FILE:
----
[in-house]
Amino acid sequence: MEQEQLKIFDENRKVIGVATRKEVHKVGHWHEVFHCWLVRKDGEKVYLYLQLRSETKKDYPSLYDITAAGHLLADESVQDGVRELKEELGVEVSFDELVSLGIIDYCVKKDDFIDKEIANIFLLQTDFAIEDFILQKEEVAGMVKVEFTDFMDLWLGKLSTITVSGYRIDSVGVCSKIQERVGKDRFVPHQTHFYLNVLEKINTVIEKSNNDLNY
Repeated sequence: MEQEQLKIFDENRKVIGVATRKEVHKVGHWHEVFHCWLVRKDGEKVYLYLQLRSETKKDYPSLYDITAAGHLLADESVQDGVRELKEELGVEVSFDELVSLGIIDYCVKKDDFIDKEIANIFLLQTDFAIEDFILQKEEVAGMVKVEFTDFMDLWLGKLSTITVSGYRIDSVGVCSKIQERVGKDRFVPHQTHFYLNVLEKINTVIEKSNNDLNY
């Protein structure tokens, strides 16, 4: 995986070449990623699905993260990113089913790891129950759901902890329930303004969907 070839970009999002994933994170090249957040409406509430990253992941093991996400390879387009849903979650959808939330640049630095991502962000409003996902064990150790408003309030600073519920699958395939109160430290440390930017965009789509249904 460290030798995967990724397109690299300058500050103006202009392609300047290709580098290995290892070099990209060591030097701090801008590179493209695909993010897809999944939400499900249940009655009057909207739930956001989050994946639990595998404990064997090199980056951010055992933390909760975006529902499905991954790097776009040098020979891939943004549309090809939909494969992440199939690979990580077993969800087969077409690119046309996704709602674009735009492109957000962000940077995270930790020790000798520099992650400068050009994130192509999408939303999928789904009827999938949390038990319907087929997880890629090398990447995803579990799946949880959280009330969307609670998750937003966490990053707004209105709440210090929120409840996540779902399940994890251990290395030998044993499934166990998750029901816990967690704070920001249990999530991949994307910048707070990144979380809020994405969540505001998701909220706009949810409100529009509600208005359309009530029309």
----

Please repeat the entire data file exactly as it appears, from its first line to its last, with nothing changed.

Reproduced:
[in-house]
Amino acid sequence: MEQEQLKIFDENRKVIGVATRKEVHKVGHWHEVFHCWLVRKDGEKVYLYLQLRSETKKDYPSLYDITAAGHLLADESVQDGVRELKEELGVEVSFDELVSLGIIDYCVKKDDFIDKEIANIFLLQTDFAIEDFILQKEEVAGMVKVEFTDFMDLWLGKLSTITVSGYRIDSVGVCSKIQERVGKDRFVPHQTHFYLNVLEKINTVIEKSNNDLNY
Repeated sequence: MEQEQLKIFDENRKVIGVATRKEVHKVGHWHEVFHCWLVRKDGEKVYLYLQLRSETKKDYPSLYDITAAGHLLADESVQDGVRELKEELGVEVSFDELVSLGIIDYCVKKDDFIDKEIANIFLLQTDFAIEDFILQKEEVAGMVKVEFTDFMDLWLGKLSTITVSGYRIDSVGVCSKIQERVGKDRFVPHQTHFYLNVLEKINTVIEKSNNDLNY
């Protein structure tokens, strides 16, 4: 995986070449990623699905993260990113089913790891129950759901902890329930303004969907 070839970009999002994933994170090249957040409406509430990253992941093991996400390879387009849903979650959808939330640049630095991502962000409003996902064990150790408003309030600073519920699958395939109160430290440390930017965009789509249904 460290030798995967990724397109690299300058500050103006202009392609300047290709580098290995290892070099990209060591030097701090801008590179493209695909993010897809999944939400499900249940009655009057909207739930956001989050994946639990595998404990064997090199980056951010055992933390909760975006529902499905991954790097776009040098020979891939943004549309090809939909494969992440199939690979990580077993969800087969077409690119046309996704709602674009735009492109957000962000940077995270930790020790000798520099992650400068050009994130192509999408939303999928789904009827999938949390038990319907087929997880890629090398990447995803579990799946949880959280009330969307609670998750937003966490990053707004209105709440210090929120409840996540779902399940994890251990290395030998044993499934166990998750029901816990967690704070920001249990999530991949994307910048707070990144979380809020994405969540505001998701909220706009949810409100529009509600208005359309009530029309």